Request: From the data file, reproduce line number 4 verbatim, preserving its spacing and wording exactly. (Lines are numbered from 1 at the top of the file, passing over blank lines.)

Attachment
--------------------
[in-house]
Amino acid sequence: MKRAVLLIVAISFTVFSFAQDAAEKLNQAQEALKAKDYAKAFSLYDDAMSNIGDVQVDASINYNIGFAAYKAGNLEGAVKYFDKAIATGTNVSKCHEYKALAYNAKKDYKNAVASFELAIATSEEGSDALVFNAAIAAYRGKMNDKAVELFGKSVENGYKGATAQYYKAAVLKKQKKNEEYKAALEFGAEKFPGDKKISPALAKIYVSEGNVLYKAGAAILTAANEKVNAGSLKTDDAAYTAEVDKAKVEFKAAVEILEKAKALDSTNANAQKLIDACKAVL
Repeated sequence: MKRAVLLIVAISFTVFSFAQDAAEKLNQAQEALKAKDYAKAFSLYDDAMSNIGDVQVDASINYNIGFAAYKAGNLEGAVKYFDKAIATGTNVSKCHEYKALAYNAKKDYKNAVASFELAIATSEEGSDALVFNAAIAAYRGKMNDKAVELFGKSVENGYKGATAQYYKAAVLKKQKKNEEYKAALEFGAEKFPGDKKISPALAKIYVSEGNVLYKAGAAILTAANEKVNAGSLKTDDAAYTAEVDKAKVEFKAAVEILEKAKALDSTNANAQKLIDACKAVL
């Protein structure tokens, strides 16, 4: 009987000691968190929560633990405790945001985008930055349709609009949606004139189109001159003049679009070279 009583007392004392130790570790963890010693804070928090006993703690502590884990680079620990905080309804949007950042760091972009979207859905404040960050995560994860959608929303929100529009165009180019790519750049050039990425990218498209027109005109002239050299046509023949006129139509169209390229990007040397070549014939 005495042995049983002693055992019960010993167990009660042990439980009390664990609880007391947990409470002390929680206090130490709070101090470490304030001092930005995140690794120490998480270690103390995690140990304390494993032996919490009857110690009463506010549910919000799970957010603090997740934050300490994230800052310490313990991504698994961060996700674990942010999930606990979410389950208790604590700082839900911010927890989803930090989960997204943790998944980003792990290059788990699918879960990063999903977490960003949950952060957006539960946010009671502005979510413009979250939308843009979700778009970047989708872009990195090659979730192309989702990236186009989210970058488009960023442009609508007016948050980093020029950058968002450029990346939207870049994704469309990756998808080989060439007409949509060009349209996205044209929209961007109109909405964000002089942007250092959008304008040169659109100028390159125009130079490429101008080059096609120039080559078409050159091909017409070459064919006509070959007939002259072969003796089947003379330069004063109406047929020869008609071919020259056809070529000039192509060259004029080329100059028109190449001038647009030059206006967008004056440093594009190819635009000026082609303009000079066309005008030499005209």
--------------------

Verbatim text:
């Protein structure tokens, strides 16, 4: 009987000691968190929560633990405790945001985008930055349709609009949606004139189109001159003049679009070279 009583007392004392130790570790963890010693804070928090006993703690502590884990680079620990905080309804949007950042760091972009979207859905404040960050995560994860959608929303929100529009165009180019790519750049050039990425990218498209027109005109002239050299046509023949006129139509169209390229990007040397070549014939 005495042995049983002693055992019960010993167990009660042990439980009390664990609880007391947990409470002390929680206090130490709070101090470490304030001092930005995140690794120490998480270690103390995690140990304390494993032996919490009857110690009463506010549910919000799970957010603090997740934050300490994230800052310490313990991504698994961060996700674990942010999930606990979410389950208790604590700082839900911010927890989803930090989960997204943790998944980003792990290059788990699918879960990063999903977490960003949950952060957006539960946010009671502005979510413009979250939308843009979700778009970047989708872009990195090659979730192309989702990236186009989210970058488009960023442009609508007016948050980093020029950058968002450029990346939207870049994704469309990756998808080989060439007409949509060009349209996205044209929209961007109109909405964000002089942007250092959008304008040169659109100028390159125009130079490429101008080059096609120039080559078409050159091909017409070459064919006509070959007939002259072969003796089947003379330069004063109406047929020869008609071919020259056809070529000039192509060259004029080329100059028109190449001038647009030059206006967008004056440093594009190819635009000026082609303009000079066309005008030499005209």